FaceyMcBookFace: Can Facebook’s new name save the social media company?

Facebook knows it has an image problem. So it’s becoming a ‘metaverse’ company. A what?

Facebook: the company seems to be hoping that a rebrand will wipe the slate clean. Photograph: Chris Delmas/AFP via Getty

Facebook: the company seems to be hoping that a rebrand will wipe the slate clean. Photograph: Chris Delmas/AFP via Getty

 

Facebook is in the news a lot this week. What’s going on?

The social-media giant Facebook (as it’s currently known, but more on that shortly) announced this week that it is to create 10,000 highly skilled new jobs in the EU over the next five years building its “metaverse”. The company has committed $50 million to the project and says that over the next few years it will transition from social-media business to metaverse company. And as part of that transition it is expected to announce a major name change next week.

Back up there. What’s a metaverse again?

According to Facebook’s chief executive, Mark Zuckerberg, the metaverse – which is a term borrowed from science fiction – will be the successor to the mobile internet, linking virtual reality (VR) and augmented reality (AR) together. “Instead of just viewing content, you are in it,” he explained recently. It is “a persistent, synchronous environment where we can be together … You might be able to jump into an experience, like a 3D concert or something, from your phone.”

Zuckerberg has described how, wearing a headset, you’ll be able to send your hologram to meetings, or invite colleagues to join you virtually in a fully immersive space where they can “see your five monitors, or whatever it is, and the documents or all the windows of code that you have, or a 3D model that you’re working on”. So it’s like Zoom with goggles or, as he puts it, “the next best thing to teleportation”.

Right. So what’s the new Facebook going to be called? FaceTrek?

If Zuckerberg is stuck for ideas, the internet is not short of suggestions, not all of them entirely serious. The comedian Jon Stewart suggests “Philip Morris. I think it’s available.” The journalist Kara Swisher tweeted a photo of the press release about the new Trump Media & Technology Group – announced the same day – with an acerbic “groovy new name for Facebook”. The Buzzfeed reporter Katie Notopoulous put forward a few, including FaceyMcBookFace and Oops We Facilitated Genocide.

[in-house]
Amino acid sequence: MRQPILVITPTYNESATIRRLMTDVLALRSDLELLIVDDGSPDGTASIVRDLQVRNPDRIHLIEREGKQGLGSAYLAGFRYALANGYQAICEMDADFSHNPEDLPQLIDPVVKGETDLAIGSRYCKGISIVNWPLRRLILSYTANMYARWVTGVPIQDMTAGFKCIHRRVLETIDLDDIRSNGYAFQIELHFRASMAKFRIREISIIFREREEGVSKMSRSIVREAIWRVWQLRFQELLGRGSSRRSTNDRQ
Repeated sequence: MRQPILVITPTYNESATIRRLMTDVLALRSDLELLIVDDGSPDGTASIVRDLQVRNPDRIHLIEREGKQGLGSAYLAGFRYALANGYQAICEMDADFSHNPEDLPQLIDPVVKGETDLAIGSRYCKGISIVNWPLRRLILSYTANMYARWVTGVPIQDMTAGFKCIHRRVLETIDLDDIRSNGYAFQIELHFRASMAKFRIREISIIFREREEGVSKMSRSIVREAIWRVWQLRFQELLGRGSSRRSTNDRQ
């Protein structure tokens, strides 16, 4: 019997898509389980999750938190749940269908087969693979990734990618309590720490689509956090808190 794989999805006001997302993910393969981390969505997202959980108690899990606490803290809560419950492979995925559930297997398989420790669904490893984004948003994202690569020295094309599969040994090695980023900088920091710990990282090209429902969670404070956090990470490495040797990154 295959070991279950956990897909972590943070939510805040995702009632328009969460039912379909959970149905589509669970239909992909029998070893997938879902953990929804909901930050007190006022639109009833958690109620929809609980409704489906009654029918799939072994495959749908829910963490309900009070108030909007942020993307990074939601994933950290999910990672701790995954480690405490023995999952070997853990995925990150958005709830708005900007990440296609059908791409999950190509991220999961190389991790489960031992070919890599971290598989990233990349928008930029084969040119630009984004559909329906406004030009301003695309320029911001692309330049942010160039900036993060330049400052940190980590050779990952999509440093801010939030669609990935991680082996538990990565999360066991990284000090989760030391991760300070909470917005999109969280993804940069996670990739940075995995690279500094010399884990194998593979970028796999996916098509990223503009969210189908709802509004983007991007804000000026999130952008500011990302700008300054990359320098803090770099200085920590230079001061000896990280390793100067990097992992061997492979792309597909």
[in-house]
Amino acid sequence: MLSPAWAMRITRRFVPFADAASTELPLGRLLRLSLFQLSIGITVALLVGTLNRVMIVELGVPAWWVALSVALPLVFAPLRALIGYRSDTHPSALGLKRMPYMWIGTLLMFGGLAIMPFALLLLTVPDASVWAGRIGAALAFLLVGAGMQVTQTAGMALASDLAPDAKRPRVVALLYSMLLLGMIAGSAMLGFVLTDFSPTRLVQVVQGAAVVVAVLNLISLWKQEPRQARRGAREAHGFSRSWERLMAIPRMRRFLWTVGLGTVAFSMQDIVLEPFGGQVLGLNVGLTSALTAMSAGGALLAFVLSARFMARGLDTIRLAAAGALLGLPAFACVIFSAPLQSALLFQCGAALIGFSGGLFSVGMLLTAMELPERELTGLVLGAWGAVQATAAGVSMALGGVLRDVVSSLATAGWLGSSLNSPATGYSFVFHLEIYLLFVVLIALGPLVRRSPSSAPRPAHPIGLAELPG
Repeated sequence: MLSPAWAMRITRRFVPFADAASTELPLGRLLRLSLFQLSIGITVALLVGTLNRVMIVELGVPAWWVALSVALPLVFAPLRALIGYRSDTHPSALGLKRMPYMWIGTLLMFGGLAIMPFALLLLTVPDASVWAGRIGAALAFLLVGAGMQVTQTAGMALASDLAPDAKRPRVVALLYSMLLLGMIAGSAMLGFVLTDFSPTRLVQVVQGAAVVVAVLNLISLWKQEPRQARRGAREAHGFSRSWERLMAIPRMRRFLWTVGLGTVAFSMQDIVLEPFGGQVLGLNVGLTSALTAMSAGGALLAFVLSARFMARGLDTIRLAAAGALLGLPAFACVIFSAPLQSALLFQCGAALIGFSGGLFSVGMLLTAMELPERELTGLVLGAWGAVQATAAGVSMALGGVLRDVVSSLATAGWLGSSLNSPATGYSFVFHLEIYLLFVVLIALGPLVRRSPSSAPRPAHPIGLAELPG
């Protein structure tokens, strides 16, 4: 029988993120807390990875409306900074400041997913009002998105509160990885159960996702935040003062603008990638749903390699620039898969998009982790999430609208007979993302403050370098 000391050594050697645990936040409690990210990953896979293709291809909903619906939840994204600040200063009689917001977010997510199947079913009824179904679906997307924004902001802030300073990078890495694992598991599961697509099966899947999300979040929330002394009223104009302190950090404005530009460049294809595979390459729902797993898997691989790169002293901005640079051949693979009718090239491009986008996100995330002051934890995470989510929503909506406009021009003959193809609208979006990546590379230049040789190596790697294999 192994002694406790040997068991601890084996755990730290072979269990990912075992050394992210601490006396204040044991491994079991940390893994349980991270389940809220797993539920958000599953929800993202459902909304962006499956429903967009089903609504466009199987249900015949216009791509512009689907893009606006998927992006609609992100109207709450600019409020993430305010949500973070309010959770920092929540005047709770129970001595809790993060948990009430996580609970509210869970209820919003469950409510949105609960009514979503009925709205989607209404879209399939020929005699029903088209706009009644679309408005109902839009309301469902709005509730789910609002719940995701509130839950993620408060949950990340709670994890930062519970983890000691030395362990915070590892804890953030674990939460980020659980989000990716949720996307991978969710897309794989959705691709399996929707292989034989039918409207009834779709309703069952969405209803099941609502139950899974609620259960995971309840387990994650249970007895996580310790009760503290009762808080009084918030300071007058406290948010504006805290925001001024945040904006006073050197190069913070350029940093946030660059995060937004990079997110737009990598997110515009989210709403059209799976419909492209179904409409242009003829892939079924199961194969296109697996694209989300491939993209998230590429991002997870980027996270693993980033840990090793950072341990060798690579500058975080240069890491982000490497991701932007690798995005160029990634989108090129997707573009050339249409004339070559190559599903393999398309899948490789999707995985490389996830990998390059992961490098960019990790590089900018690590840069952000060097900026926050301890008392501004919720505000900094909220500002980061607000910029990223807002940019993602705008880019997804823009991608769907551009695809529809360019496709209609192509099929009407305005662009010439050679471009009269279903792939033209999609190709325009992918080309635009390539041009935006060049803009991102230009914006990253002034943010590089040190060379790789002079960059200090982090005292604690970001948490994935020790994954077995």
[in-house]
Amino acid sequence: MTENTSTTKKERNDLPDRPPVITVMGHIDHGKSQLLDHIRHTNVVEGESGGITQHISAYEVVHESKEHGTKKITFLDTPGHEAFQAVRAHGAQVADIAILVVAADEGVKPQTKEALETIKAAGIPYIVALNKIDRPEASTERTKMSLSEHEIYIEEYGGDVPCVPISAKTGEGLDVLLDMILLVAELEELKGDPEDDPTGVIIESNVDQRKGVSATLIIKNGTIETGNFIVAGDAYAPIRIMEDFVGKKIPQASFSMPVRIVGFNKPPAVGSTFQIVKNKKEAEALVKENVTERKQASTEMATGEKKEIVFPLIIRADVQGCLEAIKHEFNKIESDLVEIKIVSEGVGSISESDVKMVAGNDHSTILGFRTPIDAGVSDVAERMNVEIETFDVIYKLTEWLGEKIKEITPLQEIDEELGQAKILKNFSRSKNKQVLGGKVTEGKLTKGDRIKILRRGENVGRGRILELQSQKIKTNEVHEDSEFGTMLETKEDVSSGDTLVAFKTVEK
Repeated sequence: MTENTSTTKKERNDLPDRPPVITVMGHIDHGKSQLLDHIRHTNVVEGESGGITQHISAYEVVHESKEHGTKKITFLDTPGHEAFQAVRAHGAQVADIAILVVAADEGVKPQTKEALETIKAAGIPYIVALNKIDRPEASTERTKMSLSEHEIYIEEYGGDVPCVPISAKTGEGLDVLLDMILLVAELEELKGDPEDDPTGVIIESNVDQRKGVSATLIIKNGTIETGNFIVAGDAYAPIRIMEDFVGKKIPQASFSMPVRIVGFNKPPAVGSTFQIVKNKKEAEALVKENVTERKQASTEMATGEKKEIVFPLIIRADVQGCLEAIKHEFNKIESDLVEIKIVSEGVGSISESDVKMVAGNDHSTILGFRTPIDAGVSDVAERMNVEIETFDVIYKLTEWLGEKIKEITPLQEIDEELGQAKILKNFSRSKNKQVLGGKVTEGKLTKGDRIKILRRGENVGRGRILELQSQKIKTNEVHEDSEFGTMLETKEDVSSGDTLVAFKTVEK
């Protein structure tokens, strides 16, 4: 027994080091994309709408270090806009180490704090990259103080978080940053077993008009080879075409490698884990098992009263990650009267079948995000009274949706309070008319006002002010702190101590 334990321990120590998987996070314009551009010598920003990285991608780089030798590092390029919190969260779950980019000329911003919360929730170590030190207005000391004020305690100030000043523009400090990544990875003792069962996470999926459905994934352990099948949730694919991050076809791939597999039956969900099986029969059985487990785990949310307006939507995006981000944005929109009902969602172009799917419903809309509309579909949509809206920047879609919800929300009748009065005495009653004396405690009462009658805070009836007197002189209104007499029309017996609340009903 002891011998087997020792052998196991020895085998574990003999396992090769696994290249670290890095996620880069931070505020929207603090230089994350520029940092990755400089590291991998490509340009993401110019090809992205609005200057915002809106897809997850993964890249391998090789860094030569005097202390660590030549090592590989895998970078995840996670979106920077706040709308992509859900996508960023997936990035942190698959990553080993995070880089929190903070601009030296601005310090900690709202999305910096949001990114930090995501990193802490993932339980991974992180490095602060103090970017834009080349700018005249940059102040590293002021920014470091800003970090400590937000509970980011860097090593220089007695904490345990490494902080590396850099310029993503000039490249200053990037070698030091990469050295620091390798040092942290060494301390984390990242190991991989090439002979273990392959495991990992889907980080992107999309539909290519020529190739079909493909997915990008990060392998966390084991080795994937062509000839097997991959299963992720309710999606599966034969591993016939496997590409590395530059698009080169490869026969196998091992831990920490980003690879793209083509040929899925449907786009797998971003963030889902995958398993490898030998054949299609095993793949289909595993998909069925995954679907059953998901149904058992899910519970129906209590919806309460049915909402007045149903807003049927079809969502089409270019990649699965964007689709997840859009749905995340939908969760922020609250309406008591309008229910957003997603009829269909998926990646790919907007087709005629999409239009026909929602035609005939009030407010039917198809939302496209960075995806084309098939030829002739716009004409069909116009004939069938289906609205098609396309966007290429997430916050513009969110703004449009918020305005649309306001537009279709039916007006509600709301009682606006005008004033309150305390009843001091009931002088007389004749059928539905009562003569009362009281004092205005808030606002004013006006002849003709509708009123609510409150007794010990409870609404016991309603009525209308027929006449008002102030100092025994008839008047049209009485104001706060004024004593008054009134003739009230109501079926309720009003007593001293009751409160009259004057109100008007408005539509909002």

Other suggestions include Waystar Royco (the toxic fictional company featured in HBO’s Succession), a more literary 1984, an onomatopoeic Bacefook, a charmingly retro MySpace or a frank Amerizucked. The actor Steve Martin helpfully tweeted that he had just “copyrighted ‘metaverse’”.

Any serious suggestions out there?

Bloomberg pointed out that the web address meta.com “currently redirects to meta.org, the home of a biomedical research discovery tool developed under the stewardship of the Chan Zuckerberg Initiative”. The Verge, which broke the story, seems to think the name will have something to do with Horizon, though it adds that the “name is a closely guarded secret within its walls and not known widely, even among its full senior leadership”. Either of those is a possibility.

This all seems to be happening at a convenient time

Astutely observed. Facebook has been under intense scrutiny in the United States following a lawsuit from the Federal Trade Commission and damning testimony by the whistleblowing former data scientist Frances Haugen, who told Congress that it harms children, creates division and undermines democracy in pursuit of breakneck growth and “astronomical profits”. Oh, and it’s also facing a threatened walkout by moderators over conditions. Only now nobody seems to be talking about any of that any more.

The hope, presumably, is that a rebrand would wipe the slate completely clean of these messy claims of a monopoly, its hate speech and fake-news problem, its role in the spread of extremism, and the damage it is knowingly doing to young people’s mental health. In reality, critics suggested that what this week’s news really reveals is that Facebook sees this as a branding problem rather than a much more existential crisis. Whether Congress will agree that it’s merely a communications problem is another matter.

So a new name isn’t going to fix it?

Not a chance.

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